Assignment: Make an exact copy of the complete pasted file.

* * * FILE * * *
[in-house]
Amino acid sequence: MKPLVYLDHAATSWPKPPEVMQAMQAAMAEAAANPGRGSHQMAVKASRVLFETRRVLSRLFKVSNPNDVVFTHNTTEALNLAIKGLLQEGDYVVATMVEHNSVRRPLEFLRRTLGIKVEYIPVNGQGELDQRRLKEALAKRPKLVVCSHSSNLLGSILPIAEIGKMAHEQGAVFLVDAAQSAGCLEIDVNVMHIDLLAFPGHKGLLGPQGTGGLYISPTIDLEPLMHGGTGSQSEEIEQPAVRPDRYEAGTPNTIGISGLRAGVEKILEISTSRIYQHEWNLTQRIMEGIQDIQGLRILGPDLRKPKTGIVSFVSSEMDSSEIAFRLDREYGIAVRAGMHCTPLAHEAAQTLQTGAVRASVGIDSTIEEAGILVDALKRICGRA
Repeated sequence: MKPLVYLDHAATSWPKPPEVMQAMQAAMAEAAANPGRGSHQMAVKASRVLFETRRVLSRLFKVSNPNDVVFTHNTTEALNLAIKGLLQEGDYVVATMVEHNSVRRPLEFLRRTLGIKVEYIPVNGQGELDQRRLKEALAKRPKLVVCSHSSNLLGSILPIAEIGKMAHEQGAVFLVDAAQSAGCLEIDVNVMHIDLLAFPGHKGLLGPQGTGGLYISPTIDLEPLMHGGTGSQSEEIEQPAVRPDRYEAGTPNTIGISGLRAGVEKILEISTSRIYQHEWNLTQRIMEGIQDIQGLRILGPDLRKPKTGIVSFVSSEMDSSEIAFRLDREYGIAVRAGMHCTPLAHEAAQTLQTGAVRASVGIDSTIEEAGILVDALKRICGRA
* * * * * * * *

[in-house]
Amino acid sequence: MKPLVYLDHAATSWPKPPEVMQAMQAAMAEAAANPGRGSHQMAVKASRVLFETRRVLSRLFKVSNPNDVVFTHNTTEALNLAIKGLLQEGDYVVATMVEHNSVRRPLEFLRRTLGIKVEYIPVNGQGELDQRRLKEALAKRPKLVVCSHSSNLLGSILPIAEIGKMAHEQGAVFLVDAAQSAGCLEIDVNVMHIDLLAFPGHKGLLGPQGTGGLYISPTIDLEPLMHGGTGSQSEEIEQPAVRPDRYEAGTPNTIGISGLRAGVEKILEISTSRIYQHEWNLTQRIMEGIQDIQGLRILGPDLRKPKTGIVSFVSSEMDSSEIAFRLDREYGIAVRAGMHCTPLAHEAAQTLQTGAVRASVGIDSTIEEAGILVDALKRICGRA
Repeated sequence: MKPLVYLDHAATSWPKPPEVMQAMQAAMAEAAANPGRGSHQMAVKASRVLFETRRVLSRLFKVSNPNDVVFTHNTTEALNLAIKGLLQEGDYVVATMVEHNSVRRPLEFLRRTLGIKVEYIPVNGQGELDQRRLKEALAKRPKLVVCSHSSNLLGSILPIAEIGKMAHEQGAVFLVDAAQSAGCLEIDVNVMHIDLLAFPGHKGLLGPQGTGGLYISPTIDLEPLMHGGTGSQSEEIEQPAVRPDRYEAGTPNTIGISGLRAGVEKILEISTSRIYQHEWNLTQRIMEGIQDIQGLRILGPDLRKPKTGIVSFVSSEMDSSEIAFRLDREYGIAVRAGMHCTPLAHEAAQTLQTGAVRASVGIDSTIEEAGILVDALKRICGRA